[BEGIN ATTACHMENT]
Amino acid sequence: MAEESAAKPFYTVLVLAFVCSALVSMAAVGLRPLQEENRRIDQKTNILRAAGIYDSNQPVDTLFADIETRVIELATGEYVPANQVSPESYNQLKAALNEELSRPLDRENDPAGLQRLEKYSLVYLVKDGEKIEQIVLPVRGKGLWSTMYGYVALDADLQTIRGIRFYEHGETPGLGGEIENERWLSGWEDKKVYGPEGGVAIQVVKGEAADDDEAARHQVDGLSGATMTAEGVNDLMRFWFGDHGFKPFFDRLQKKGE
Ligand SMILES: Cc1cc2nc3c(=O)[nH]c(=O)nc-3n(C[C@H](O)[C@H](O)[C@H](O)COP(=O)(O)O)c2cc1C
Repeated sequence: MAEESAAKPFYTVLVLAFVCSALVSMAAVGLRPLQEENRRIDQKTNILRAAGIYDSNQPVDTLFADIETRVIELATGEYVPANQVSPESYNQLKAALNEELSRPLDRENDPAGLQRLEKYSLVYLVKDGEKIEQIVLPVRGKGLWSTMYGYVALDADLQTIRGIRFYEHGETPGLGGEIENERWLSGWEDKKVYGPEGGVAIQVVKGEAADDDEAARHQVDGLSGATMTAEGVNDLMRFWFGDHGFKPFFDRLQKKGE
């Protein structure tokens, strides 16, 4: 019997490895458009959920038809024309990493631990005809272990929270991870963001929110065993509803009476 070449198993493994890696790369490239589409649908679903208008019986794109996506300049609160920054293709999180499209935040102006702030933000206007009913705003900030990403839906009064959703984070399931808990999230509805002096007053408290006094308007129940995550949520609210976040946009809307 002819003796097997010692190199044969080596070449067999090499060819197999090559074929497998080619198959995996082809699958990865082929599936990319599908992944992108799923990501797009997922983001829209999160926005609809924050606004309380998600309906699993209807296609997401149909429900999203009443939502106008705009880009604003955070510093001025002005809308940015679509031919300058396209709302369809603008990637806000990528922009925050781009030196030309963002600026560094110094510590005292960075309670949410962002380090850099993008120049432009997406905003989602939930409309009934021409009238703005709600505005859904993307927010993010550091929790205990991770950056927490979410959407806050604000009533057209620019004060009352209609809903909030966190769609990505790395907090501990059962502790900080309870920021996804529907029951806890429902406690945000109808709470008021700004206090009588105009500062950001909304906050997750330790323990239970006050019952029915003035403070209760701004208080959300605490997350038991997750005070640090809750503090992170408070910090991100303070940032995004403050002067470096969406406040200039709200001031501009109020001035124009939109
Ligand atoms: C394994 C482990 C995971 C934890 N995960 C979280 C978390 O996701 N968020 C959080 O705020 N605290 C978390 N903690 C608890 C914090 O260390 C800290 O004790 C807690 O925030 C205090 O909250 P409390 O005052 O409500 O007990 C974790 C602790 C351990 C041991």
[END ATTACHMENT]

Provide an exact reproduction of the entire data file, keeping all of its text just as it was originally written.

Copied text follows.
Amino acid sequence: MAEESAAKPFYTVLVLAFVCSALVSMAAVGLRPLQEENRRIDQKTNILRAAGIYDSNQPVDTLFADIETRVIELATGEYVPANQVSPESYNQLKAALNEELSRPLDRENDPAGLQRLEKYSLVYLVKDGEKIEQIVLPVRGKGLWSTMYGYVALDADLQTIRGIRFYEHGETPGLGGEIENERWLSGWEDKKVYGPEGGVAIQVVKGEAADDDEAARHQVDGLSGATMTAEGVNDLMRFWFGDHGFKPFFDRLQKKGE
Ligand SMILES: Cc1cc2nc3c(=O)[nH]c(=O)nc-3n(C[C@H](O)[C@H](O)[C@H](O)COP(=O)(O)O)c2cc1C
Repeated sequence: MAEESAAKPFYTVLVLAFVCSALVSMAAVGLRPLQEENRRIDQKTNILRAAGIYDSNQPVDTLFADIETRVIELATGEYVPANQVSPESYNQLKAALNEELSRPLDRENDPAGLQRLEKYSLVYLVKDGEKIEQIVLPVRGKGLWSTMYGYVALDADLQTIRGIRFYEHGETPGLGGEIENERWLSGWEDKKVYGPEGGVAIQVVKGEAADDDEAARHQVDGLSGATMTAEGVNDLMRFWFGDHGFKPFFDRLQKKGE
């Protein structure tokens, strides 16, 4: 019997490895458009959920038809024309990493631990005809272990929270991870963001929110065993509803009476 070449198993493994890696790369490239589409649908679903208008019986794109996506300049609160920054293709999180499209935040102006702030933000206007009913705003900030990403839906009064959703984070399931808990999230509805002096007053408290006094308007129940995550949520609210976040946009809307 002819003796097997010692190199044969080596070449067999090499060819197999090559074929497998080619198959995996082809699958990865082929599936990319599908992944992108799923990501797009997922983001829209999160926005609809924050606004309380998600309906699993209807296609997401149909429900999203009443939502106008705009880009604003955070510093001025002005809308940015679509031919300058396209709302369809603008990637806000990528922009925050781009030196030309963002600026560094110094510590005292960075309670949410962002380090850099993008120049432009997406905003989602939930409309009934021409009238703005709600505005859904993307927010993010550091929790205990991770950056927490979410959407806050604000009533057209620019004060009352209609809903909030966190769609990505790395907090501990059962502790900080309870920021996804529907029951806890429902406690945000109808709470008021700004206090009588105009500062950001909304906050997750330790323990239970006050019952029915003035403070209760701004208080959300605490997350038991997750005070640090809750503090992170408070910090991100303070940032995004403050002067470096969406406040200039709200001031501009109020001035124009939109
Ligand atoms: C394994 C482990 C995971 C934890 N995960 C979280 C978390 O996701 N968020 C959080 O705020 N605290 C978390 N903690 C608890 C914090 O260390 C800290 O004790 C807690 O925030 C205090 O909250 P409390 O005052 O409500 O007990 C974790 C602790 C351990 C041991």